“Mother Ireland” is a short poem in free verse in which the speaker is Mother Ireland. The poem repeatedly reminds the reader of the speaker’s presence: every sixth word, on average, is a first-person pronoun (“I,” “me,” “my”). The poem is difficult to classify. It has some qualities of the lyric, with the author speaking through a persona. It sketches the outlines of a story (hence is a narrative), and the story’s scale has epic proportions, though the poem (at only thirty-six lines, 142 words) is obviously not an epic. It might be considered a parable, but that term identifies a type of story, not a type of poem.
Mother Ireland tells her story: Once passive, unself-conscious, blind, and voiceless, she became active, self-conscious, sighted, and articulate. At first, she says, she was the land [of Ireland] itself, unable to see, only seen by others. The season early in the poem is winter: “I was a hill/ under freezing stars.”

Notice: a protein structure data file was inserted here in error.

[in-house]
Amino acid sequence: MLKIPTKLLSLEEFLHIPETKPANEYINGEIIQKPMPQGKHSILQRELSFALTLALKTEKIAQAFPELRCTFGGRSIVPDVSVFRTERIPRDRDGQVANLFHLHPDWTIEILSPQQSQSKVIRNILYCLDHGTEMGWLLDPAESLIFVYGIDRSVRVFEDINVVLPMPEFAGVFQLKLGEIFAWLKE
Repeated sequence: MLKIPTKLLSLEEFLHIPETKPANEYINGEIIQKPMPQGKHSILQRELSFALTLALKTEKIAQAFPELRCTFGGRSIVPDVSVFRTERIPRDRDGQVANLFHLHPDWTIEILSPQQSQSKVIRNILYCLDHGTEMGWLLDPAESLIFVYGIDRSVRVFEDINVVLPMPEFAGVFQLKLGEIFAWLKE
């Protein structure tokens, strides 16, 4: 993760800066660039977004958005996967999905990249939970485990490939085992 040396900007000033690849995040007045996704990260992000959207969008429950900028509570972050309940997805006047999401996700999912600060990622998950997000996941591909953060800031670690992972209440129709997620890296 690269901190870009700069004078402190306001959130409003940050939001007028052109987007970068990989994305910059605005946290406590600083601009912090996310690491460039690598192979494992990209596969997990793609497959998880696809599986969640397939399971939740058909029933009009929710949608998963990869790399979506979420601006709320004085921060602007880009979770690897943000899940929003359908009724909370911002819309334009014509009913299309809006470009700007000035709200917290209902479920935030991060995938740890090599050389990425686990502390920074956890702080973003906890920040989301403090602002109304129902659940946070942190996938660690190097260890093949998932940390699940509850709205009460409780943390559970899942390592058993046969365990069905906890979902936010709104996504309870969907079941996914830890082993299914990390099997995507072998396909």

The transformation began because “words fell on me” continually, she says. They were others’ words (she calls them by different names: “Seeds. Raindrops./ Chips of frost.”), and she was but their passive recipient. From one of these words, in the poem’s pivotal lines, she says,
I learned my name. I rose up. I remembered it.Now I could tell my...
(The entire section is 432 words.)